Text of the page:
HUUB Training Collective: Nutrition Tips

At your request, we have asked for some nutrition advice from one of the HUUB team members, David Bishop (Elite Runner and ex GB Triathlete). From day-to-day nutrition to race-day nutrition, David talks about all the basics, from calories to protein to vitamins and minerals.

Day To Day

Nutrition is a reasonably broad topic with some somewhat divisive opinions around specific areas and fads, so we will try and keep it brief and prioritise the key areas.


Calories in vs calories out is king, don't worry about timings or fads. If you want to maintain weight – eat as many calories as you burn. If you decide to lose weight, do it slowly, consistently with a small calorie deficit. Close to race day, or on big training camps is not the time to cut calories as you risk illness or injury.


Daily intake is much more important than protein type, timing, or any other fad. As an endurance athlete during hard training blocks, you should be aiming to consume 1.4 - 1.8g of protein per body weight kilo a day (although try to space it throughout the day if possible).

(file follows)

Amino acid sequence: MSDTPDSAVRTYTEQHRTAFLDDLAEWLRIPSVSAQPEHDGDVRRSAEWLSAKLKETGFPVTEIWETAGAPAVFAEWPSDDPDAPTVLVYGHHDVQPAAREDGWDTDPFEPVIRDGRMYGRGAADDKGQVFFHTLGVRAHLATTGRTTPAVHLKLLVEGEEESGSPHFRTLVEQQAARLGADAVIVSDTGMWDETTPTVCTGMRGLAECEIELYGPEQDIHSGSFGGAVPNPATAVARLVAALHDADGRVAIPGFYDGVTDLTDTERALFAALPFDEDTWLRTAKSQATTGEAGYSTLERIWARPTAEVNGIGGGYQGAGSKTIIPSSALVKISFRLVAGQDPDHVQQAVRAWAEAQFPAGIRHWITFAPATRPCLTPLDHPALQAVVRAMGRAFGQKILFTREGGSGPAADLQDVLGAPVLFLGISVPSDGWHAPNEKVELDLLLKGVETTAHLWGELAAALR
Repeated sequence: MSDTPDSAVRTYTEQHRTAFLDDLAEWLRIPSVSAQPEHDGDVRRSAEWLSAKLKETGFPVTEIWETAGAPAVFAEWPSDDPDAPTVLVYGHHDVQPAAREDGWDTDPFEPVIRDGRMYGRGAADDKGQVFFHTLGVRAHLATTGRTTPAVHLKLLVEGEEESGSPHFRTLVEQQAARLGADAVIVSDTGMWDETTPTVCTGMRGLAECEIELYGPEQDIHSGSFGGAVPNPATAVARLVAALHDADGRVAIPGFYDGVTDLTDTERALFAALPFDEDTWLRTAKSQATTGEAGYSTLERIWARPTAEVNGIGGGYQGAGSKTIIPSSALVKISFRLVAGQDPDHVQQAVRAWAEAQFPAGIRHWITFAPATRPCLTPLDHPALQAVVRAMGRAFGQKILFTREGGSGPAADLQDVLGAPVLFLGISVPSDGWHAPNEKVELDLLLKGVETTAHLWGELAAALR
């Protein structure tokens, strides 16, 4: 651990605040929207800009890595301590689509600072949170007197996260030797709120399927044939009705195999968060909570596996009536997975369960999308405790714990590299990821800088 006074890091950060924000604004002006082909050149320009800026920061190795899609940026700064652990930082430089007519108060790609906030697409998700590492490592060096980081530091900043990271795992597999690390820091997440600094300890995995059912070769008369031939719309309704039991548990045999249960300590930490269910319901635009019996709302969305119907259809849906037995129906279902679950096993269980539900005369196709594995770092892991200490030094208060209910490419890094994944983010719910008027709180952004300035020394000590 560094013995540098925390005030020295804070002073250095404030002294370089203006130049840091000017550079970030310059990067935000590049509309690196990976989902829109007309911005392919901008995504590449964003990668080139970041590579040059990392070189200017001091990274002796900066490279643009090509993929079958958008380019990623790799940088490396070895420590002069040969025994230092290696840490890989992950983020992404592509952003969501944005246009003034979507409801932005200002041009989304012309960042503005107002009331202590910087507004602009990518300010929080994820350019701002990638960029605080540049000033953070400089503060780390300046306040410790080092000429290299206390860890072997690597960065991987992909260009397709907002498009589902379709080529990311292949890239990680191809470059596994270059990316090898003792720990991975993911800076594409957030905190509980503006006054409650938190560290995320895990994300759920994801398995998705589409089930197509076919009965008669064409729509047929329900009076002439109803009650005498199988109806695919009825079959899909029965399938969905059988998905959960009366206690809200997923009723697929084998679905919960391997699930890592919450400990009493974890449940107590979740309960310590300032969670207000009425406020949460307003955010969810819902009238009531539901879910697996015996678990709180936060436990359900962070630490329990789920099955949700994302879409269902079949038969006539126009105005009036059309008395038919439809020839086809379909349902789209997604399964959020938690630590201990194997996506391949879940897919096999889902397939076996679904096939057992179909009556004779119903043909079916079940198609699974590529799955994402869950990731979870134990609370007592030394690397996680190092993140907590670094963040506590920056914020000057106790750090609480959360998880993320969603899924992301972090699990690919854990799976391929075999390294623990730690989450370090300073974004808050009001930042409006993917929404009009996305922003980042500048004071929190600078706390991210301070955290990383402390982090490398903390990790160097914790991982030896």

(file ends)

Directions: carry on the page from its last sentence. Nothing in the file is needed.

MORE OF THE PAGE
These are good for you… But not all of them! Look at getting your fat from lean meats, nuts, seeds, eggs, fish, avocados and olive oil. And try to avoid trans fats wherever possible.

Vitamins & Minerals

Without targeting any specifics, try and make your meals as rich in vitamins and minerals as possible. Incorporating any form of fruit or veg in your meals and snacks is the best way to do this. As an athlete, you risk running down your immune system, so five portions of fruit and veg a day is the absolute minimum you should be consuming.

Race Day

Do not try anything new race day, test any new intervention in training before the big day!

Have a good breakfast - high carb, something relatively easy to digest. A typical go-to for most athletes is oats, with some form of dried fruit or berries. It may sound basic, but anything like toast or cornflakes won't fuel you properly.

When racing you should be aiming for 80-90g of carbs per hour (although this takes some practice to stomach).

Caffeine is a fantastic supplement to aid training and racing, 1.5-3mg per body weight kilo is a decent dose (although this can be spread out). It takes 60 minutes to peak, so there is no point taking it 20min from the finish line. Just remember while caffeine can aid performance, it doesn't make you superman so keep to your pacing strategy even if the caffeine makes you feel better.

Don't neglect recovery post-race, try to have a recovery based drink made up ready, with 20-30g of protein, and have 60g+ of hi-gi carbs through food or drink. Aim to consume this within 30 minutes of finishing.